WHY DON'T people pay strict attention to Miss Manners instead of trying to argue with her? There is a body of etiquette beliefs, firmly held in this society, that is wrong, wrong, wrong. If you only knew how weary Miss Manners gets of repeating the same things, in a never-ending crusade to separate gentle people from this misinformation, you would use your energy to fetch her a cool drink, instead.
Here, for positively (or possibly) the last time, is a list of common errors. It's not true:
That spaghetti properly is eaten by twirling the strands on a fork held in the one hand into the bowl of a large spoon held in the other hand; that this method, if not correct here, is at least dashingly continental. No, no, no! Here and in Italy, this is peasant or family manners (like eating chicken from the fingers) and not proper table manners under remotely formal circumstances.
That a bride in a white dress is either a virgin or a grazen hussy trying to pass herself off as one, when everyone in town, and a lot of people on the outskirts, know better. No, no, no. The white wedding dress symbolizes a first marriage, not a first consummation later in the day's schedule, after all the guests have gone home.
That "junior," "III" or such is legally a part of a person's name, and therefore remains the same through life. No, no, no. The eldest holder of a name has no such designation, and when he dies, Junior drops his and III becomes Junior, although he may choose not to use it if it seems suddenly juvenile at an inappropriate time of life.
That dessert is correctly eaten with a teaspoon. No, no, no. Teaspoons are for stirring tea, and a dessert spoon is a larger oval spoon. Miss Manners blames the manufacturers of silverware, with their "basic place settings" of dinner fork, knife and teaspoon, for this one. Fork, knife and dessert spoon would be much more basic, as the large oval spoon can also pass itself off as a soup spoon.
That the right to make decisions concerning the form of a wedding is for sale within the family, so that paying for all of it buys complete tyranny, while paying for part is like buying so many shares of voting stock. No, no, no. One may gain control of a wedding by "giving" it in the sense of the bride's parents' being the hosts, or the couple's issuing their own invitations, but the money has nothing to do with it.
That a widow's formal name changes, with her given name substituted for his, between "Mrs." and their surname. No, no, no! It stays the same, and why do her friends keep taunting her by telling her it doesn't?
That social invitations are not meant exclusively for the person to whom they are issued, but contain the right to bring at least one date, if not several friends. No, no, no. Invitations must always be specific, which means that a host who will allow a guest to bring someone else (and no host is obligated to) does not add "and guest" but asks his original guest who it will be and invites that person by name.
That "high tea" is a fancy little British business, featuring witty people eating cucumber sandwiches and tiny cakes. No, no, no. That is just called tea. The "high" doesn't make it fancier; quite the opposite. High tea features potted meat and soft-cooked eggs, and is what you have when you don't want to bother with a real dinner.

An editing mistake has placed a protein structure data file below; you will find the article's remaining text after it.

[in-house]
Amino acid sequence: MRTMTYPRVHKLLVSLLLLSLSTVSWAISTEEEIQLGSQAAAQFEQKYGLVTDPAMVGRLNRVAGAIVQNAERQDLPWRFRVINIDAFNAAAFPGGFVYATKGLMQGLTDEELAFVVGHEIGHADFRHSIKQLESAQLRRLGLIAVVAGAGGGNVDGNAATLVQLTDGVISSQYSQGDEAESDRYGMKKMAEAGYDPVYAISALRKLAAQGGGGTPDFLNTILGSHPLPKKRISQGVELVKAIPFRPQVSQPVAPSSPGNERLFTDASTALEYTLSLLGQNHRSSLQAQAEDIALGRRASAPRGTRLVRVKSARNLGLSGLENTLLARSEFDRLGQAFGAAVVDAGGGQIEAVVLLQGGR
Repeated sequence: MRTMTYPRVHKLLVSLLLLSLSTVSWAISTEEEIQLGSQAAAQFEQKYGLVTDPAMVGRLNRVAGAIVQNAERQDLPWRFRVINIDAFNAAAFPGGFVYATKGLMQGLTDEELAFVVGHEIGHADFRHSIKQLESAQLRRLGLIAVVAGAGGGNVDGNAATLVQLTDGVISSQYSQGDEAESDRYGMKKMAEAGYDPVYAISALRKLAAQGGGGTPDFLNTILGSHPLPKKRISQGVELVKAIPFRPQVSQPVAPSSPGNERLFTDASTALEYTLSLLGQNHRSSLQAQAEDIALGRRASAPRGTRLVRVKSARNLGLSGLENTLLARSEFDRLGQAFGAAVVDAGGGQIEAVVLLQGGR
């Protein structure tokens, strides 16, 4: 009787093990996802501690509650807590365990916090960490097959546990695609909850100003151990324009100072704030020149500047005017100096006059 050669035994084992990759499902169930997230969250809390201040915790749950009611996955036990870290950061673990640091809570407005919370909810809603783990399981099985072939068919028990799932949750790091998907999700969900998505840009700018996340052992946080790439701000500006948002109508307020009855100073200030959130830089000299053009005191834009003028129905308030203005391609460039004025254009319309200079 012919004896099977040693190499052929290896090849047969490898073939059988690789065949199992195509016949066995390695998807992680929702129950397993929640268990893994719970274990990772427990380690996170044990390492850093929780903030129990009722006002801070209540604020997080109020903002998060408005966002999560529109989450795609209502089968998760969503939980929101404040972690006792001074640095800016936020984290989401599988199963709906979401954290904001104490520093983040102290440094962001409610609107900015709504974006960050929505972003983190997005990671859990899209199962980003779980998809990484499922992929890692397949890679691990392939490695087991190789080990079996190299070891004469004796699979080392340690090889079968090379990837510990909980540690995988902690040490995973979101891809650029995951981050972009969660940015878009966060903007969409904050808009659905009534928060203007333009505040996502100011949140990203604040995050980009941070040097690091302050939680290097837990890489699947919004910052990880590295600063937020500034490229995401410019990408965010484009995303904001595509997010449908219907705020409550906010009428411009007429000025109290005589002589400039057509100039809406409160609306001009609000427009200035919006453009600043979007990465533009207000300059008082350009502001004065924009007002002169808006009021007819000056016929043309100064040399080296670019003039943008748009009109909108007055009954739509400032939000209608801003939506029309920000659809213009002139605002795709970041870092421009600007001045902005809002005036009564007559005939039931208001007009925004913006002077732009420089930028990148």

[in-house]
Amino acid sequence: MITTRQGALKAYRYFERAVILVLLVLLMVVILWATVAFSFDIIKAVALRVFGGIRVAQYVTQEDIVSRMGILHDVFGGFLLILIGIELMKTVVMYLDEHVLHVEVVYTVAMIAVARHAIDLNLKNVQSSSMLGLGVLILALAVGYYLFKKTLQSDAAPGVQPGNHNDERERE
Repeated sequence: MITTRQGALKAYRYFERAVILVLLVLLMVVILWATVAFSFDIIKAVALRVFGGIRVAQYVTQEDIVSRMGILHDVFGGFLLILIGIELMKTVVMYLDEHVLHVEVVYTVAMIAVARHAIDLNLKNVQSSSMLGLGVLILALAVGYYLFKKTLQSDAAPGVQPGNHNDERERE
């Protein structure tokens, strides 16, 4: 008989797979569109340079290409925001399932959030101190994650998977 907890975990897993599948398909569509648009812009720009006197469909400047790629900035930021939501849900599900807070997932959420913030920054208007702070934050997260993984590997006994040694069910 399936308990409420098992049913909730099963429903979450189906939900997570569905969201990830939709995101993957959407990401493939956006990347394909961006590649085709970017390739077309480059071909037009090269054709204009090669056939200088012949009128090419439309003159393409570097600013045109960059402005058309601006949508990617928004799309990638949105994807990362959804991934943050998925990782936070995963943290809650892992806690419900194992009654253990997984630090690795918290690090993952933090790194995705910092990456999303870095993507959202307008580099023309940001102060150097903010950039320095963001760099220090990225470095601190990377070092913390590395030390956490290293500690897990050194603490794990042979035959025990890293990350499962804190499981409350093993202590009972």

That greeting cards require being acknowledged. No, no, no. People require acknowledgements of their courtesies, but cards do not. Miss Manners has never liked the silly things, so much more trouble to select than it would be to write a line of congratulations or condolence, but will not permit people to use them and then complain of not receiving attention for them.
That Miss Manners is willing to debate these matters further.
MISS MANNRS RESPONDS
Q. My future mother-in-law delivered a lecture last night on the "proper" way to thank people for their wedding gifts: Totally the bride's responsibility, period.
I am not a great traditionalist . . . have even been described as a bit of a rebel at times . . . but I certainly hate to upset her social order. Yet I have no interest in, and see little sense in, my handling all the correspondence, First, all these presents are arriving from out-of-town, often from people I have never met and my fiance has known his whole life. Second, we both work full-time, and my available time for this activity is as limited (if not more so) than his. I feel the bride (or wife) in the sole role as social secretary is a bit of an anachronism for me. Any comments?
A. Miss Manners agrees with you about the issues, although she cannot identify with you politically. You see, Miss Manners is such an old-fashioned slip of a girl that she goes back beyond the tradition of the wife handling all the social life because the husband had to earn a living, all the way to when both ladies and gentlemen devoted themselves to social duties because neither of them would dream of earning a living. (If you hear of such an opening nowadays, please let Miss Manners know.)
But while she sees nothing wrong with dividing letter-writing duties, she does object to offending in-laws so early in the marriage. What will you do for entertainment later?
Here is a brilliant solution. You write to his family's friends, and have him write to yours.
1982 United Feature Syndicate, Inc.